LiDAR-based Online 3D Video Object Detection with Graph-based Message Passing and Spatiotemporal Transformer Attention

04/03/2020 ∙ by Junbo Yin, et al. ∙ 0

Existing LiDAR-based 3D object detectors usually focus on the single-frame detection, while ignoring the spatiotemporal information in consecutive point cloud frames. In this paper, we propose an end-to-end online 3D video object detector that operates on point cloud sequences. The proposed model comprises a spatial feature encoding component and a spatiotemporal feature aggregation component. In the former component, a novel Pillar Message Passing Network (PMPNet) is proposed to encode each discrete point cloud frame. It adaptively collects information for a pillar node from its neighbors by iterative message passing, which effectively enlarges the receptive field of the pillar feature. In the latter component, we propose an Attentive Spatiotemporal Transformer GRU (AST-GRU) to aggregate the spatiotemporal information, which enhances the conventional ConvGRU with an attentive memory gating mechanism. AST-GRU contains a Spatial Transformer Attention (STA) module and a Temporal Transformer Attention (TTA) module, which can emphasize the foreground objects and align the dynamic objects, respectively. Experimental results demonstrate that the proposed 3D video object detector achieves state-of-the-art performance on the large-scale nuScenes benchmark.



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1 Introduction

LiDAR-based 3D object detection plays a critical role in a wide range of applications, such as autonomous driving, robot navigation and virtual/augmented reality [11, 46]. The majority of current 3D object detection approaches [42, 58, 6, 62, 24] follow the single-frame detection paradigm, while few of them perform detection in the point cloud video. A point cloud video is defined as a temporal sequence of point cloud frames. For instance, in the nuScenes dataset [4], point cloud frames can be captured per second with a modern 32-beam LiDAR sensor. Detection in single frame may suffer from several limitations due to the sparse nature of point cloud. In particular, occlusions, long-distance and non-uniform sampling inevitably occur on a certain frame, where a single-frame object detector is incapable of handling these situations, leading to a deteriorated performance, as shown in Fig 1. However, a point cloud video contains rich spatiotemporal information of the foreground objects, which can be explored to improve the detection performance. The major concern of constructing a 3D video object detector is how to model the spatial and temporal feature representation for the consecutive point cloud frames. In this work, we propose to integrate a graph-based spatial feature encoding component with an attention-aware spatiotemporal feature aggregation component, to capture the video coherence in consecutive point cloud frames, which yields an end-to-end online solution for the LiDAR-based 3D video object detection.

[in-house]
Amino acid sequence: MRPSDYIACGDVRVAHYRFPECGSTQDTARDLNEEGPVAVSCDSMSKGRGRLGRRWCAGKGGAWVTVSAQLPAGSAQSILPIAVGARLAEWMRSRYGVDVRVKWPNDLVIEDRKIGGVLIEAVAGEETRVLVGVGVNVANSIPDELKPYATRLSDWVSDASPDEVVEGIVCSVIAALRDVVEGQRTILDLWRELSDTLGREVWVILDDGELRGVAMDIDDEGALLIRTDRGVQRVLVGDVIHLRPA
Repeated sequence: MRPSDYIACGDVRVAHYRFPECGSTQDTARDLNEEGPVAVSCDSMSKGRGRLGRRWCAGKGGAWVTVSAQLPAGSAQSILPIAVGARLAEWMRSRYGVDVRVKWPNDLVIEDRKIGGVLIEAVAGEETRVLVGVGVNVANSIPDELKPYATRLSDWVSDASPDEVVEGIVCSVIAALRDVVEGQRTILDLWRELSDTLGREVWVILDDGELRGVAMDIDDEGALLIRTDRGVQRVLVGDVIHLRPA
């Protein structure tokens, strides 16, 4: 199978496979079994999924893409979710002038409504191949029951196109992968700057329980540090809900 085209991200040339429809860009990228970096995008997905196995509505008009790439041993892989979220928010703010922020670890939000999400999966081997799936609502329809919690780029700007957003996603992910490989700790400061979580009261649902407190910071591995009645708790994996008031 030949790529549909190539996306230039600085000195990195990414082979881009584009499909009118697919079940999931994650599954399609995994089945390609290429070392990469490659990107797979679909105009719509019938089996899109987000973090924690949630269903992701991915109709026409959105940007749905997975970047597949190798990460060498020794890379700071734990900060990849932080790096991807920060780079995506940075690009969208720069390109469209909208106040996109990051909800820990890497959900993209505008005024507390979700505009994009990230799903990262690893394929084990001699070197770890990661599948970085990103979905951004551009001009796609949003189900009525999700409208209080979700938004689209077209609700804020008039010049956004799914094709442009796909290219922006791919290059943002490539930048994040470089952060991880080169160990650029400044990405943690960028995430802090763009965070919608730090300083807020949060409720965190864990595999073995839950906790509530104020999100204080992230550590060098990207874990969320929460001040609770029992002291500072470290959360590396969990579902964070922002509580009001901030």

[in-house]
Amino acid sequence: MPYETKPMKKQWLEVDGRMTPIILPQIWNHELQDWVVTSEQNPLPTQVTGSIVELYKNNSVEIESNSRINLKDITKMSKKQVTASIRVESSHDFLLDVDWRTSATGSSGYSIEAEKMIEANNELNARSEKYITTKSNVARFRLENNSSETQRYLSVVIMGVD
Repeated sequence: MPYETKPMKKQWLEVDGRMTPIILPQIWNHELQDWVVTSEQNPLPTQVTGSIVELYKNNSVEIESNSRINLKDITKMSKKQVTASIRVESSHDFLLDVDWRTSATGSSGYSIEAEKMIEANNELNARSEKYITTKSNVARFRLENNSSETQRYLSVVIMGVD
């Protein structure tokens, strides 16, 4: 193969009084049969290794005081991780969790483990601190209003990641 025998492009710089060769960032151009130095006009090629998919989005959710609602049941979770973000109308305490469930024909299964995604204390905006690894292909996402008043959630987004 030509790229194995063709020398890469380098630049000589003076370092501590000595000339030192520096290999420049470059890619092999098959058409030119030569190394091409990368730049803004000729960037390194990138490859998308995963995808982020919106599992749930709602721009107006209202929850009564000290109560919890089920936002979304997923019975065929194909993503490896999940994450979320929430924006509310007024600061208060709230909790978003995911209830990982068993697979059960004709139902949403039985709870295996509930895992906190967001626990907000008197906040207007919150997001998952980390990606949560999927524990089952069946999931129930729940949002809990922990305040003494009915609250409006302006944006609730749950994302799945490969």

Popular single-frame 3D object detectors tend to first discretize the point cloud into voxel or pillar girds [62, 56, 24]

, and then extract the point cloud features using stacks of convolutional neural networks (CNNs). Such approaches incorporate the success of existing 2D or 3D CNNs and usually gain better computational efficiency compared with the point-based methods 

[42, 37]. Therefore, in our spatial feature encoding component, we also follow this paradigm to extract features for each input frame. However, a potential problem with these approaches lies in that they only focus on a locally aggregated feature, i.e., employing a PointNet [39] to extract features for separate voxels or pillars as in [62] and [24]